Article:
As veterinarians with over forty years of experience, we like to think of ourselves as spokespersons for our pets. Our passion both inside and outside of the clinic is to promote responsible ownership and preventative health care for all pet life stages.
Watching our pets slow down and grow old is inevitable, but supporting our furry family members through their senior years is also a great honour. Our older pets have probably been with us through many major life events and those memories, and sometimes their positive effect on our own well-being is immeasurable. The least we can do in return is offer the same love and devotion they have shown us, especially when it comes to their health.
We have seen many incredible advances in veterinary medicine over the years, and one benefit of these is our pets are now with us for a great deal longer. The average lifespan of a dog is now 12 years, and 14 years for a cat, although some cats are now living into their twenties!
Of course, our pets’ senior years are not always without a challenge. Health concerns and risks can increase over time as it has been reported the average dog over nine could have up to eight previously undiagnosed health conditions.
Age-related changes are normal, but there is no reason why we cannot support our pets and slow down the progression. We have compiled our top 5 facts every senior pet owner should know to help your golden oldie enjoy their old age.
No pet should have to grow old with painful teeth – Not only is dental disease painful it also complicates several other common conditions seen in our seniors. A recent study estimated the risk of endocarditis to increase six-fold in pets with moderate to severe dental disease. Dental disease can also complicate diabetes, weaken the jaw bone leading to broken jaws and if bacteria enter the bloodstream, cause organ damage. Our dental awareness blog contains great information on how to care for your pet’s teeth.
9 out of 10 cats and 8 out of 10 dogs over the age of eight have signs of arthritis – Sleeping more and reduced activity or general stiffness is often put down to ‘just getting old’ but old age is not a disease, arthritis is, and the associated pain can be managed. As we know all too well, cats are masters at hiding pain. Remember our blog on hidden pain in pets? You may also like to take a look at our mobility blog for advice on how to support your pet.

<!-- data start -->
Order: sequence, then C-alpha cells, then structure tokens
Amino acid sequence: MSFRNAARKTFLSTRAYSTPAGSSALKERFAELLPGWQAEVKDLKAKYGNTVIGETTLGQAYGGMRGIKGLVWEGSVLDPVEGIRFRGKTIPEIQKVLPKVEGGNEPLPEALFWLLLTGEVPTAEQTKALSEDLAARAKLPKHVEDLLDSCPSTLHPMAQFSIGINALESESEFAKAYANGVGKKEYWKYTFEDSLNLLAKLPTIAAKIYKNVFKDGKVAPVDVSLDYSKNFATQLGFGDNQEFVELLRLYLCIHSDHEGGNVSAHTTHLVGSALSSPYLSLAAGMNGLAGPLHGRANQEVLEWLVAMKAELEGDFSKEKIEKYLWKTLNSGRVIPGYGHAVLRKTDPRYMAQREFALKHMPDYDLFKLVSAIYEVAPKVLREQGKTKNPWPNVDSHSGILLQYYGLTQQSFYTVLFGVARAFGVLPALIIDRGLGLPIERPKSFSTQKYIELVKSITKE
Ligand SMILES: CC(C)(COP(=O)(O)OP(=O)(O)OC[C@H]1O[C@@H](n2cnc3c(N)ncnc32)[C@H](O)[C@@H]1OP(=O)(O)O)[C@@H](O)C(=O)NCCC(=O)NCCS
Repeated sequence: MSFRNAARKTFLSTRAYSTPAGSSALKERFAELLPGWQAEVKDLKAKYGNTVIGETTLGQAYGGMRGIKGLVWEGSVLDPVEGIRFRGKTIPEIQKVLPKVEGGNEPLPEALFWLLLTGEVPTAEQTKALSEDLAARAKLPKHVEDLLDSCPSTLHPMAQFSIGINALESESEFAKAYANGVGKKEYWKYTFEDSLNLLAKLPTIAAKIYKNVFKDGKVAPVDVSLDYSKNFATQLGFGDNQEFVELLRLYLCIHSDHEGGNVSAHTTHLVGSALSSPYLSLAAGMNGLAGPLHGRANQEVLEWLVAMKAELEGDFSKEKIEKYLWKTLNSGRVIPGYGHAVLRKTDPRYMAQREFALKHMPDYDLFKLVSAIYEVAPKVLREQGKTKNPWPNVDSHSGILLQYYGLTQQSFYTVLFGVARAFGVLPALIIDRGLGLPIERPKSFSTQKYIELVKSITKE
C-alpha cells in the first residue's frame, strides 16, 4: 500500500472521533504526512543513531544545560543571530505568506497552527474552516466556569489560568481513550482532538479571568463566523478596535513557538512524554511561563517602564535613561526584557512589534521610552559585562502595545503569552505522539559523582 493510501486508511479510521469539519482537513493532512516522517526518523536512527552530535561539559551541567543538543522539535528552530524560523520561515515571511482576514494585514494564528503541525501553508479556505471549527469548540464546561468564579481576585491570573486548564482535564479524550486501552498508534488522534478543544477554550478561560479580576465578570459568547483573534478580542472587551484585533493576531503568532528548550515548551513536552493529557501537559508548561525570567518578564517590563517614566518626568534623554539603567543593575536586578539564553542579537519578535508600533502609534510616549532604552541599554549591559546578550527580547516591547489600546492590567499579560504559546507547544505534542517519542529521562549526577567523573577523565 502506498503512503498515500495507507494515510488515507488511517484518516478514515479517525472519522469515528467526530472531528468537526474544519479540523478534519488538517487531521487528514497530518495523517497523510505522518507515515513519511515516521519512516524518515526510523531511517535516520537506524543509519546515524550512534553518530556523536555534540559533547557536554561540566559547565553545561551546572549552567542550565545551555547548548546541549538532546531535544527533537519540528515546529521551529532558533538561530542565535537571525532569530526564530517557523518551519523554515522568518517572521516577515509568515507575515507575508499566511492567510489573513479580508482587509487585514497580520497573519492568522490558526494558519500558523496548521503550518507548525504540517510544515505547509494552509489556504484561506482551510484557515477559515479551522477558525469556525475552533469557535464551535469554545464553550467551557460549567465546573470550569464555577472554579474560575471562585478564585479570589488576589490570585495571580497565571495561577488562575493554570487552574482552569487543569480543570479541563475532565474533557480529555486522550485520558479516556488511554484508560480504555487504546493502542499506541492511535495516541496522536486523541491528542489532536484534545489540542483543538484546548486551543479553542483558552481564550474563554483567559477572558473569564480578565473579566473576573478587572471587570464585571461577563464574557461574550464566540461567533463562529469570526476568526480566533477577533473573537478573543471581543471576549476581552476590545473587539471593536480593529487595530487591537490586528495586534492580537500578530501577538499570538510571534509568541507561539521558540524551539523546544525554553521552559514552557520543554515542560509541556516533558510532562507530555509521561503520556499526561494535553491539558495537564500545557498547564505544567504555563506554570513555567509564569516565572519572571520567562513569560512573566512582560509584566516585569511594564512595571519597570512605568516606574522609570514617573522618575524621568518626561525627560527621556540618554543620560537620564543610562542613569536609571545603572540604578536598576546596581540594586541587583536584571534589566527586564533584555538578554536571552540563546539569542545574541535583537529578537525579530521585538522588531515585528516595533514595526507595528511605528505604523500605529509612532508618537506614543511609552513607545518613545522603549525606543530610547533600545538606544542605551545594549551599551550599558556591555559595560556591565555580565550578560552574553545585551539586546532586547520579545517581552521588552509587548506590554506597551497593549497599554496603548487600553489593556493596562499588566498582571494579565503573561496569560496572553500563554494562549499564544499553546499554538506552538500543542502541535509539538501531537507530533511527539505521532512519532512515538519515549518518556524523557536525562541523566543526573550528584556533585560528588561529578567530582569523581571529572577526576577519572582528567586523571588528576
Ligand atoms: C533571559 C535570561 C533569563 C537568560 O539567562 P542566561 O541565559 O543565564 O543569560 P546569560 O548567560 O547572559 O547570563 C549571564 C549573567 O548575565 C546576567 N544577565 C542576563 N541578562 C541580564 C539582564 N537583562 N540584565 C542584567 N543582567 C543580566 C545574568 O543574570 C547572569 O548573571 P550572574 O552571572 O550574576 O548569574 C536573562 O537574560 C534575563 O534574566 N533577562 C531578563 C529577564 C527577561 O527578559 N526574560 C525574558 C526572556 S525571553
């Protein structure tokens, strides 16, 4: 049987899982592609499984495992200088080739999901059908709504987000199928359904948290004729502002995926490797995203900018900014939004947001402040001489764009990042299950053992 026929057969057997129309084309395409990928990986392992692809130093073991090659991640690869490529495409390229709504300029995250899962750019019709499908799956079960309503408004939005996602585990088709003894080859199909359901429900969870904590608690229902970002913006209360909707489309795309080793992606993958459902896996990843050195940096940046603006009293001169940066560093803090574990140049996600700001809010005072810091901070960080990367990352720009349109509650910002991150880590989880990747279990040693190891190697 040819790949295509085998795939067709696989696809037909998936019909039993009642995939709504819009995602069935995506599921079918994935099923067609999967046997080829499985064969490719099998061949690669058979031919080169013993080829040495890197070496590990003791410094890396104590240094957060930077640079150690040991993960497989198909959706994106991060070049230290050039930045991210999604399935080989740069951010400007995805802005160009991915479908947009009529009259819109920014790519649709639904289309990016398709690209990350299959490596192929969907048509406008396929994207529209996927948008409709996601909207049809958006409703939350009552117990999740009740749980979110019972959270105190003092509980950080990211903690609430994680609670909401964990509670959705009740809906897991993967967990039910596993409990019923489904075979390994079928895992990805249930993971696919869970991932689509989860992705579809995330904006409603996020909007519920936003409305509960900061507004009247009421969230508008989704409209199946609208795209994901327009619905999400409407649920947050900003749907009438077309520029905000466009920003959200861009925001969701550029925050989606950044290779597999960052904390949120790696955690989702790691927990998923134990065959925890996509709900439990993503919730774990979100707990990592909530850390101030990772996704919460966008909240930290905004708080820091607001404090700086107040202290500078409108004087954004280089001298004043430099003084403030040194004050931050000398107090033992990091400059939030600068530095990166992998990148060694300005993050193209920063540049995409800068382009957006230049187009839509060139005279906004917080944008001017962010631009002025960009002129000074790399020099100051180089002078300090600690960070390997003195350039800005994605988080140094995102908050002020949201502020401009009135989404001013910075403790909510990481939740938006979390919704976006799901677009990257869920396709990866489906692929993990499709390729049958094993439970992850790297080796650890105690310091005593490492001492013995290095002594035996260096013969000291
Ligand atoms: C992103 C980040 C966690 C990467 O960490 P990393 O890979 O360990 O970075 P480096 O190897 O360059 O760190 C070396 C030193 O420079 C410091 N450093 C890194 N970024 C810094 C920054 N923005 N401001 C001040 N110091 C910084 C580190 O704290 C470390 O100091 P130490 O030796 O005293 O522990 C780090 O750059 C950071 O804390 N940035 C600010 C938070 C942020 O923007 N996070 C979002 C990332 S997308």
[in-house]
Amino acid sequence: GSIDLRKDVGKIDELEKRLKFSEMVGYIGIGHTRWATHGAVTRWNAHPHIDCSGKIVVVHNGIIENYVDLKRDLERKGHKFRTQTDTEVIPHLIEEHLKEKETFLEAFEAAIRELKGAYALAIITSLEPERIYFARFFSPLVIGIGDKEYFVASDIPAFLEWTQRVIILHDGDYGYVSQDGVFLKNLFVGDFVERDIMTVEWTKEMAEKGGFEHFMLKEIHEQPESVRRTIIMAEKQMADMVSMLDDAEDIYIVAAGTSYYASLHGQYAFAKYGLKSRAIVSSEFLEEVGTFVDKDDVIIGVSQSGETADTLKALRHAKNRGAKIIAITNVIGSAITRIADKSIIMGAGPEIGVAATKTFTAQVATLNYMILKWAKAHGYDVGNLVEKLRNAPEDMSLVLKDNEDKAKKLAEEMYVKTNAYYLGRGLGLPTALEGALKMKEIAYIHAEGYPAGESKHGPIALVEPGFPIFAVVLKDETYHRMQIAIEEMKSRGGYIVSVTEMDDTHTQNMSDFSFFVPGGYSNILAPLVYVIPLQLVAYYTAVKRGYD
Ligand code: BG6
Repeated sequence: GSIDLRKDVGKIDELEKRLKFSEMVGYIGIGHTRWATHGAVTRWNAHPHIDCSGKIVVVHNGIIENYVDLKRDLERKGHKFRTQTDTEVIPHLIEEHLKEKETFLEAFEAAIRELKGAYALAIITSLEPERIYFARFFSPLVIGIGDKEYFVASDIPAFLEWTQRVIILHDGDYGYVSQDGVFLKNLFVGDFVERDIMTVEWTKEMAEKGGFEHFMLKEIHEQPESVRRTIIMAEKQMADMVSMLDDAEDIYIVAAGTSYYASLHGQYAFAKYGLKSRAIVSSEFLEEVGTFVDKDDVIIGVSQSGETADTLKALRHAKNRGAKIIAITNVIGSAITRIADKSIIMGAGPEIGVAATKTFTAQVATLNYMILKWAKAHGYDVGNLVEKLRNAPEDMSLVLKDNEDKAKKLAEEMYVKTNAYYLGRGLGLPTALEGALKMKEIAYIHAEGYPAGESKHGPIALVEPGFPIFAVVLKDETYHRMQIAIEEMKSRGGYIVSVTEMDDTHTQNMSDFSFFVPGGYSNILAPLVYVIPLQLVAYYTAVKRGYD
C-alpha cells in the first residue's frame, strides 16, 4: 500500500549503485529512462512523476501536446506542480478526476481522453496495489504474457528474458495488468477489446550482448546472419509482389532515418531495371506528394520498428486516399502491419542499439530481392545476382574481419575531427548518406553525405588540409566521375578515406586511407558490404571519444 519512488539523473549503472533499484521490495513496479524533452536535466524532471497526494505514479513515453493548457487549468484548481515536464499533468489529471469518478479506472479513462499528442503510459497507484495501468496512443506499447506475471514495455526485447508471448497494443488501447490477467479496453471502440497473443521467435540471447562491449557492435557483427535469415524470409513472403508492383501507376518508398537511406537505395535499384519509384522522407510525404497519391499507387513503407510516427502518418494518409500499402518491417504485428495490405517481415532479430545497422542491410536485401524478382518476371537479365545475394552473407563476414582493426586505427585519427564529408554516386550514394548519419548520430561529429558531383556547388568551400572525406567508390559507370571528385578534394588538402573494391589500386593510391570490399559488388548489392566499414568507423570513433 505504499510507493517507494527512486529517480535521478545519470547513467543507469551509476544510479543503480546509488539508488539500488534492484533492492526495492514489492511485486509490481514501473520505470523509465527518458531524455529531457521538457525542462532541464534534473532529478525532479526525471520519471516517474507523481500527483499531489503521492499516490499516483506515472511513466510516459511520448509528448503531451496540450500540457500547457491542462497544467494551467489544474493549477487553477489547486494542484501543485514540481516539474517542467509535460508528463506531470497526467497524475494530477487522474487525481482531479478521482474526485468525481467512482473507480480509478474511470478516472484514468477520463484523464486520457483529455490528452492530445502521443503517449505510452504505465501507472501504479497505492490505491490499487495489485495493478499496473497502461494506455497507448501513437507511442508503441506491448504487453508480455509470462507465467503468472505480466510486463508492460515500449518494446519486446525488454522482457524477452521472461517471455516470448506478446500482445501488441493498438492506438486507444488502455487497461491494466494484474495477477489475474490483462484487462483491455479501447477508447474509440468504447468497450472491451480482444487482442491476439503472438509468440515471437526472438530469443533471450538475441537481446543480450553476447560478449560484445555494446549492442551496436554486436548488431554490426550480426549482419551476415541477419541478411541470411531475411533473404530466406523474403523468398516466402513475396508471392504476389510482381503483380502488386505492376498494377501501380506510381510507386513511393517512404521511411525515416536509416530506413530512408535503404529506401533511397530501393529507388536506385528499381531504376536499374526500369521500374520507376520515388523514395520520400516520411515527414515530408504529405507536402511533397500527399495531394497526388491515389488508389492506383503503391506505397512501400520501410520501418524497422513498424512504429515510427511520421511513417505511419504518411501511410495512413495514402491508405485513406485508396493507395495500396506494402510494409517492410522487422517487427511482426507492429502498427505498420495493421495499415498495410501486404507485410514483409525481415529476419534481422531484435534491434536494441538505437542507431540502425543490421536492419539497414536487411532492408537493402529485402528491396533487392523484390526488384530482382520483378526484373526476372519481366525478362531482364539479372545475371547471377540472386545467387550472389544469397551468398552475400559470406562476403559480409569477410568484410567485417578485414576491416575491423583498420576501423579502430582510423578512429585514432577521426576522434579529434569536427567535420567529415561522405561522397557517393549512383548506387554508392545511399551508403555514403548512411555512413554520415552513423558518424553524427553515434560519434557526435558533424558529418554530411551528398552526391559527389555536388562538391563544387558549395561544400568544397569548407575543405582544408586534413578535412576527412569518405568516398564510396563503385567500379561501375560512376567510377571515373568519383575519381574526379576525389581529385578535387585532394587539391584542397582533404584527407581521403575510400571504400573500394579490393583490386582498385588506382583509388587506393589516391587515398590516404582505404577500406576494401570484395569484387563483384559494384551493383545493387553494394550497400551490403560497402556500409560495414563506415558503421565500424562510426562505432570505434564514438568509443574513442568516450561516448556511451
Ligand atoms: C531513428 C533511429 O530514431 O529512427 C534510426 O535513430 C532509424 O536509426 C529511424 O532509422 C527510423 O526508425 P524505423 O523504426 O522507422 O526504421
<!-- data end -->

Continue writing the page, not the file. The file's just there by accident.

Obesity rates are known to increase with age – Obesity can cause serious health problems and worsen existing conditions such as joint disease, heart disease and diabetes. Leptin, a hormone produced by fat cells, contributes to inflammation and inflammation causes pain. Leptin may also influence bone changes occurring in arthritic joints. So excess fat cells are bad news for our pets! Our weight management blog tackles the problem of excess weight.
A third of dogs and more than half of cats over 11 show signs of cognitive dysfunction syndrome (CDS) – Sight, hearing, memory, general awareness and the ability to learn can all deteriorate in affected pets. You may notice signs such as ‘forgetting they have been fed’ or confusing night and day routines, slower to react to common commands or being startled easily. Mental stimulation has been shown to slow the progression of CDS, a bonus of our slow feed puzzle bowls for dogs and cats. Here is a short video of Piper enjoying the puzzle aspect of her bowl.
Know your own pets ‘normal’ – This step alone is key to noticing the early warning signs of the onset of disease in your pet. Keep a record of their ‘normal’. How much on average they eat or drink in a day, how frequently they go to the toilet. By monitoring your pet’s health at home you are more likely to notice any changes quickly, you are then able to consult your veterinarian for advice earlier and start any treatment sooner.
How Do I Become a Senior Wellness Advocate for my Pet?
If you can do ONE thing for your pet. Please REMEMBER our homecare routine W.E.T.S.
Weigh – monthly weight check to note any unexpected changes.
Examine – nose to tail check of eyes/nose/ears, any sore skin, swollen or painful areas
Teeth – having a gentle check for any sore looking gums, teeth or oral lumps.
Always report any unusual changes in your pet’s behaviour or routine to your veterinary team, many will already offer senior pet clinics, and will be only too happy to help. If we can work together throughout our pets’ lives to prevent health problems where possible and intervene to slow progression where needed, we can all hope to have healthy, happy pets for many years to come.
Please share our blog with family or friends who may also benefit from this advice, and remember we love to share your pet’s stories. Why not send us a picture or short clip of your senior pet to share on our social media streams? Everyone loves a golden oldie!